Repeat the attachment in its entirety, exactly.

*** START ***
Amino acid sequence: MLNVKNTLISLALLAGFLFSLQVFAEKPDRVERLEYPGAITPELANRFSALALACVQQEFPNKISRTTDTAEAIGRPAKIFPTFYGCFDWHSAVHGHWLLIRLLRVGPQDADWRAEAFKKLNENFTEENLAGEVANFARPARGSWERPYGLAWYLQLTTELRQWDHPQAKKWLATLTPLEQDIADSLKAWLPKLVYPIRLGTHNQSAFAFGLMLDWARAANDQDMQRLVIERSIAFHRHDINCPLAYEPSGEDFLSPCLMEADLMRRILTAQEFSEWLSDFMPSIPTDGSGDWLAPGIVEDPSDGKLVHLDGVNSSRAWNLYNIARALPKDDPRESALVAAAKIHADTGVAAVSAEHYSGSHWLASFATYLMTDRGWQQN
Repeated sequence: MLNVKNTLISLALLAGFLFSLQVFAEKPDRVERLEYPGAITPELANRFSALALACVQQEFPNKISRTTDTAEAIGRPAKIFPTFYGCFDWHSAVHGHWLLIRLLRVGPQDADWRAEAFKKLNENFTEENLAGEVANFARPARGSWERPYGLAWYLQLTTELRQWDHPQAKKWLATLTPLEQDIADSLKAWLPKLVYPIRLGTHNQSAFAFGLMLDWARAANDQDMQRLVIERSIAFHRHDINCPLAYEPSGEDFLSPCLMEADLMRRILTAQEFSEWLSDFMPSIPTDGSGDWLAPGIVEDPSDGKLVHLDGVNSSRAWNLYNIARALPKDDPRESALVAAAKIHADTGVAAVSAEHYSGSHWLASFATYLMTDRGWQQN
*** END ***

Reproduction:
Amino acid sequence: MLNVKNTLISLALLAGFLFSLQVFAEKPDRVERLEYPGAITPELANRFSALALACVQQEFPNKISRTTDTAEAIGRPAKIFPTFYGCFDWHSAVHGHWLLIRLLRVGPQDADWRAEAFKKLNENFTEENLAGEVANFARPARGSWERPYGLAWYLQLTTELRQWDHPQAKKWLATLTPLEQDIADSLKAWLPKLVYPIRLGTHNQSAFAFGLMLDWARAANDQDMQRLVIERSIAFHRHDINCPLAYEPSGEDFLSPCLMEADLMRRILTAQEFSEWLSDFMPSIPTDGSGDWLAPGIVEDPSDGKLVHLDGVNSSRAWNLYNIARALPKDDPRESALVAAAKIHADTGVAAVSAEHYSGSHWLASFATYLMTDRGWQQN
Repeated sequence: MLNVKNTLISLALLAGFLFSLQVFAEKPDRVERLEYPGAITPELANRFSALALACVQQEFPNKISRTTDTAEAIGRPAKIFPTFYGCFDWHSAVHGHWLLIRLLRVGPQDADWRAEAFKKLNENFTEENLAGEVANFARPARGSWERPYGLAWYLQLTTELRQWDHPQAKKWLATLTPLEQDIADSLKAWLPKLVYPIRLGTHNQSAFAFGLMLDWARAANDQDMQRLVIERSIAFHRHDINCPLAYEPSGEDFLSPCLMEADLMRRILTAQEFSEWLSDFMPSIPTDGSGDWLAPGIVEDPSDGKLVHLDGVNSSRAWNLYNIARALPKDDPRESALVAAAKIHADTGVAAVSAEHYSGSHWLASFATYLMTDRGWQQN